It is an unfortunate fact of life that things break--and computer programs are certainly no exception. One of the things that engineers have learned is that, in general, complex things break more often than simple things. Unfortunately, even a well built program can be tremendously complicated. Something like Microsoft Windows XP is probably more complicated than the Space Shuttle. It isn't surprising then, that software has bugs.
In many disciplines, including mathematics, it is a common to solve big, complicated problems by breaking them down into a group of smaller, simpler problems. That is the basic principle behind subprograms. Rather than write one big, complicated program that solves the entire problem, we can write several small pieces of a program that each solve part of the problem and, then, combine them together, in some specific way, to solve the entire problem.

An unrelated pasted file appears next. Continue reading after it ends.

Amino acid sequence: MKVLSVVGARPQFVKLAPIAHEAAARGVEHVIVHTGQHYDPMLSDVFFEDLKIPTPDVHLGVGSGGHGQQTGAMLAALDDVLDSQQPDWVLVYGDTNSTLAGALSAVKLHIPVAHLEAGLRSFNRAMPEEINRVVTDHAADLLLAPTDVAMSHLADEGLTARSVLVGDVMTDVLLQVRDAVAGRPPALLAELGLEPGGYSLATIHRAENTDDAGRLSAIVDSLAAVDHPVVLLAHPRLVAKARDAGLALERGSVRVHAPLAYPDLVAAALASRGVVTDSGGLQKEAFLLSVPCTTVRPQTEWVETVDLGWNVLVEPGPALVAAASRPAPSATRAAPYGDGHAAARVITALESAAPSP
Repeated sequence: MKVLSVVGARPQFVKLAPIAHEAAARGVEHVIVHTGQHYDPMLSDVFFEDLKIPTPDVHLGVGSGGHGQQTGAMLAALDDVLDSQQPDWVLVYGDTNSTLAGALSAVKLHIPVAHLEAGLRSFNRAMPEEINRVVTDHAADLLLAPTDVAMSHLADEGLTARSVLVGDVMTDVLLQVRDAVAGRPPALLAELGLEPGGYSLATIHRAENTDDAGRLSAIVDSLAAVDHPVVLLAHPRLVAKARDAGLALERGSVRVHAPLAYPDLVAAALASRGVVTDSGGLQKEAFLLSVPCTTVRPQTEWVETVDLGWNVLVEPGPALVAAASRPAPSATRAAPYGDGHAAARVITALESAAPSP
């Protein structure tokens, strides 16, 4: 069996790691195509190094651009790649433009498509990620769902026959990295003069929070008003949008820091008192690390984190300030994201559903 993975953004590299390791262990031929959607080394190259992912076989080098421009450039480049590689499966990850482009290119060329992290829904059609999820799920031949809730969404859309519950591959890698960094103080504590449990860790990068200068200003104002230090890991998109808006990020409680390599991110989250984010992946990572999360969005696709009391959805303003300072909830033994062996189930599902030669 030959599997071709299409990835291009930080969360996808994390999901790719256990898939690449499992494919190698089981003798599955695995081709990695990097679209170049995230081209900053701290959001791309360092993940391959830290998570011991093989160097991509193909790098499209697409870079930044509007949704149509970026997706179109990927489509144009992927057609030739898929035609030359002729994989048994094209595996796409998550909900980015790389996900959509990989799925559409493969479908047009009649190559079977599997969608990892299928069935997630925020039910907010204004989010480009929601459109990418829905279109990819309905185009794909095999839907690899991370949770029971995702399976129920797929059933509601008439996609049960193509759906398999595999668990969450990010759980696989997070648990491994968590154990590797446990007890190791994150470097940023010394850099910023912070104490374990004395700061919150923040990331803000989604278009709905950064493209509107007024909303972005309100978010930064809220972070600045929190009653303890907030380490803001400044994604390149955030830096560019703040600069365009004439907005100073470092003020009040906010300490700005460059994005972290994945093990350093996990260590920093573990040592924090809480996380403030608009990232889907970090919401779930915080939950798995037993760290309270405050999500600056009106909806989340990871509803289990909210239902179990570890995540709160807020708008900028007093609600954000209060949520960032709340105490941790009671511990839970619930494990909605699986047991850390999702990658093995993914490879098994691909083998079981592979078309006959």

Subprograms go by different names--depending on the programming language being used.
Note: the difference between a procedure (or subroutine) and a function is that functions return a result, whereas procedures do not. In some languages, such as C# this distinction is implicit. In others, such as Pascal, it is explicit.
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